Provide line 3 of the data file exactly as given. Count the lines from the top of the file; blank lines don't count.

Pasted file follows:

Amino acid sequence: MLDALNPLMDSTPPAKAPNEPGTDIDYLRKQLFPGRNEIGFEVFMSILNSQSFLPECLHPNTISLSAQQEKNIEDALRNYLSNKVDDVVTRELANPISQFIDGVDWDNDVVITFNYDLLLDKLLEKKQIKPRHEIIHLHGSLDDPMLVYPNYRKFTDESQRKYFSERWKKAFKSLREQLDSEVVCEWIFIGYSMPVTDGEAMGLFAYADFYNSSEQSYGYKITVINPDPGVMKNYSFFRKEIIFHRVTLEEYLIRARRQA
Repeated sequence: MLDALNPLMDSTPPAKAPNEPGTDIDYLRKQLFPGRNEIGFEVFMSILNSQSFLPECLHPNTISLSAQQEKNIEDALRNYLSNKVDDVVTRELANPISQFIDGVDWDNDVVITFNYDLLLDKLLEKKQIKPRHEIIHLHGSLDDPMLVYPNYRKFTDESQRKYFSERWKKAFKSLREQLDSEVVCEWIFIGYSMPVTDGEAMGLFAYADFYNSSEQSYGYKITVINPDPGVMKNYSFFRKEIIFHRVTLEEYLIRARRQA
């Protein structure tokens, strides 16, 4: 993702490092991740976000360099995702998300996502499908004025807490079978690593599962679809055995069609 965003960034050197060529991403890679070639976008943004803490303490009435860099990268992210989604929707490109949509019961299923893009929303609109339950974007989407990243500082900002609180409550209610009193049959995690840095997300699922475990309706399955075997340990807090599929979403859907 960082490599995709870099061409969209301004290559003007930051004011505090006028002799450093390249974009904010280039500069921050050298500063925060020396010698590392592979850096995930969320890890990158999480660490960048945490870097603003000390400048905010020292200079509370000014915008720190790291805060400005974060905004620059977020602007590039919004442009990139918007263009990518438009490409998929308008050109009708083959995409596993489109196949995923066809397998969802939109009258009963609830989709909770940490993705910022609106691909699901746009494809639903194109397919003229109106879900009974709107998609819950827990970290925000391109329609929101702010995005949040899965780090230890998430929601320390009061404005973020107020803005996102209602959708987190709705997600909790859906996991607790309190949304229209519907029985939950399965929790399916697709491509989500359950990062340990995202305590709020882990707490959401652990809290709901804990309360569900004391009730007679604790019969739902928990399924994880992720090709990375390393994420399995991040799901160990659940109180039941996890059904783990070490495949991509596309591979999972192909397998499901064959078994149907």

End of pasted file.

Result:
């Protein structure tokens, strides 16, 4: 993702490092991740976000360099995702998300996502499908004025807490079978690593599962679809055995069609 965003960034050197060529991403890679070639976008943004803490303490009435860099990268992210989604929707490109949509019961299923893009929303609109339950974007989407990243500082900002609180409550209610009193049959995690840095997300699922475990309706399955075997340990807090599929979403859907 960082490599995709870099061409969209301004290559003007930051004011505090006028002799450093390249974009904010280039500069921050050298500063925060020396010698590392592979850096995930969320890890990158999480660490960048945490870097603003000390400048905010020292200079509370000014915008720190790291805060400005974060905004620059977020602007590039919004442009990139918007263009990518438009490409998929308008050109009708083959995409596993489109196949995923066809397998969802939109009258009963609830989709909770940490993705910022609106691909699901746009494809639903194109397919003229109106879900009974709107998609819950827990970290925000391109329609929101702010995005949040899965780090230890998430929601320390009061404005973020107020803005996102209602959708987190709705997600909790859906996991607790309190949304229209519907029985939950399965929790399916697709491509989500359950990062340990995202305590709020882990707490959401652990809290709901804990309360569900004391009730007679604790019969739902928990399924994880992720090709990375390393994420399995991040799901160990659940109180039941996890059904783990070490495949991509596309591979999972192909397998499901064959078994149907």